Nothing could be further from the truth! If your spouse, parent, sibling or other loved one had been the one diagnosed with a chronic, painful, incurable disease would you think less of them? Probably not. I think most of us would want to help support that person, ask what we could do to help, let them know we are there for them. Offer to do whatever we could.
But for some reason, so many of us seem to take our diagnosis, and how it impacts out lives and changes what we can or cannot do and look upon ourselves as flawed and somehow weak and beat ourselves up because we didn't get the house cleaned to the perfection we used to, or we can't host Thanksgiving like we once did.
It's a process, but I think it's important to say that getting sick isn't a personality flaw! You are NOT weak because you can't do what you once could. It's OK to experience feelings of loss over the changes we have to make to accommodate our illness. But working through those feelings is important and leaning on our loved ones is something we should walk toward not away from.
I realize not everyone has the perfect, supportive friends and even family. But seek the people who DO support you. Ask for their help if you need it. Think about why you think being sick makes you "less than" you were before.
I guarantee you, no one ever lay on their death bed wishing they had spent more time cleaning their house. But they do wish they had spent more time with those they love. Even if you can't run around the yard with your children anymore, spending time with them is what they will remember. Just being with you; doing quiet activities is important. They will remember you were there for them when they are adults. And, in the process, I believe you will have taught your children to be caring, empathetic adults who will be there for those they love because you taught them how to do this as they grew up.
Hiding how much pain you are in from family and friends isn't a sign of strength and serves no purpose. You don't have to make a huge deal out of not feeling good. But let's say you are at a party or family gathering (those will be popping up starting this week). If you are asked how you are feeling, simply state you are not feeling well but you prefer not to dwell on it. Ask if that person is willing to go sit with you in a comfortable place and visit with you and distract you from your discomfort; tell them this will lift your spirits. How many people would actually say No to a request like that? Then re-direct the conversation to them, their family, what they've been up to. If they want to ask more about your IC, tell them what they want to know but keep it simple and don't monopolize the conversation with it. I always give myself a cut off point before I pivot the conversation back to the other person.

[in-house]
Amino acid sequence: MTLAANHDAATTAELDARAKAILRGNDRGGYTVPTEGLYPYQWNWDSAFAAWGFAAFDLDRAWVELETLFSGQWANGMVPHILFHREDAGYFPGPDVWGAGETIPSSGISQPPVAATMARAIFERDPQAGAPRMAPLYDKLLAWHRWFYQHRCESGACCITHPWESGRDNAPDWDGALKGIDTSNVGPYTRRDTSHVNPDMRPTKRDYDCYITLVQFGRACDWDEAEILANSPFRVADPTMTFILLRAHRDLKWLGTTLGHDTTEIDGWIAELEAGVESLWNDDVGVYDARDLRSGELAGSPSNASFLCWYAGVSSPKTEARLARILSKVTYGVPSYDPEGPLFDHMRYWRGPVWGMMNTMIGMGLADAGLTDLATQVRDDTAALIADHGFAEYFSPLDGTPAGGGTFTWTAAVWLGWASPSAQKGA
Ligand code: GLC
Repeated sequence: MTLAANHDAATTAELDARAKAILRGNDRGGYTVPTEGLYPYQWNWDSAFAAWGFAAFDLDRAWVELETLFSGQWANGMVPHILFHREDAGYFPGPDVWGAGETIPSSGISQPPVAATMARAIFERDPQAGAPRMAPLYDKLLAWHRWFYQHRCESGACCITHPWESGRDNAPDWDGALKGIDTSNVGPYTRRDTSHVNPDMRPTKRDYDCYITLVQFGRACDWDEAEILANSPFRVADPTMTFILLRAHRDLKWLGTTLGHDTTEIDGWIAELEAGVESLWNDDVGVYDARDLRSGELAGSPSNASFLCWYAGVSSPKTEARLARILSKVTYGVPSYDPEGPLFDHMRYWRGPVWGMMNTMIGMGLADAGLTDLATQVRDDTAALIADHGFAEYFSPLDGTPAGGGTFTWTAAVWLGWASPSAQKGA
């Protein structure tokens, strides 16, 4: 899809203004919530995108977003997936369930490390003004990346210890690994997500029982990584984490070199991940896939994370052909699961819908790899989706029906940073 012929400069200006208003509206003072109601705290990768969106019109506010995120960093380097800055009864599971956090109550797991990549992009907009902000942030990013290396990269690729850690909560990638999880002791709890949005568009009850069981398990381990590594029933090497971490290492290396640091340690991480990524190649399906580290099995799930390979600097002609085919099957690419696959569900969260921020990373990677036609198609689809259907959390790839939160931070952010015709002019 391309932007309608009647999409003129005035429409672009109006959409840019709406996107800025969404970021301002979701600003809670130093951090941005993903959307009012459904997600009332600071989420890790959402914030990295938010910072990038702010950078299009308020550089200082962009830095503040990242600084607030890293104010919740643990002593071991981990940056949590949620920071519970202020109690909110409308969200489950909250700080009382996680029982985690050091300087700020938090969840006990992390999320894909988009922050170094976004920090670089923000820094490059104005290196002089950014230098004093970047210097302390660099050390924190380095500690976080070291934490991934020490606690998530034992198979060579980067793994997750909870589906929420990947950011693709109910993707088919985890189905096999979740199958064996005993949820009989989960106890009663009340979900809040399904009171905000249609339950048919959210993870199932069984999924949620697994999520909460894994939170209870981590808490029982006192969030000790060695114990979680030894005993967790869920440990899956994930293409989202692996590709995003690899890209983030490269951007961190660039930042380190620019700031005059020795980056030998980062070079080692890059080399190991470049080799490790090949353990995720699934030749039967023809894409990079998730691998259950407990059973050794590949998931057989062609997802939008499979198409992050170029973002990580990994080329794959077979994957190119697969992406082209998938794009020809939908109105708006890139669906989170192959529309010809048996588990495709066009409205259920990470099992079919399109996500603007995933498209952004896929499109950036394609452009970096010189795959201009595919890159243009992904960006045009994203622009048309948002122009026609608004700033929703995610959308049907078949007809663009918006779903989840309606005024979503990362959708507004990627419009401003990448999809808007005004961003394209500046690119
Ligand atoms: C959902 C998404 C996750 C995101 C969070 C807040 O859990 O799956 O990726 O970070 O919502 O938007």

I find this works well for helping to lift my spirits, as I mentioned. I love hearing about my friends, what they are doing, their work, family etc. The ones who have stuck by me are the ones that truly understand my situation and always ask about me. I tell them, but don't dwell and move the conversation along after bringing them up to date.
It's not weak to admit you are in pain. In fact I think it takes a lot of bravery to show others that we do need help, love and support to get us through our struggles. No one should ever feel guilty for getting sick. So as we approach this Thanksgiving and the upcoming holiday season, I want to encourage everyone to change their expectations of themselves. Don't feel you have to do what you've always done. If you need to change the plan, whatever that may be, to accommodate your physical needs, then do it. Ask for the support you need. Let family know you want to BE with them; that's what we want most. Just time with those we love. It's not about being Martha Stewart. It's about spending time with loved ones and not being afraid to ask for help when we need it.
You are not weak if you admit you are in pain. You are you. You are still the person your family loved before and that hasn't changed! I think living with chronic pain is brave and every single one of us needs to give ourselves more credit than we do! We are stronger than we know and asking for help doesn't make us weak!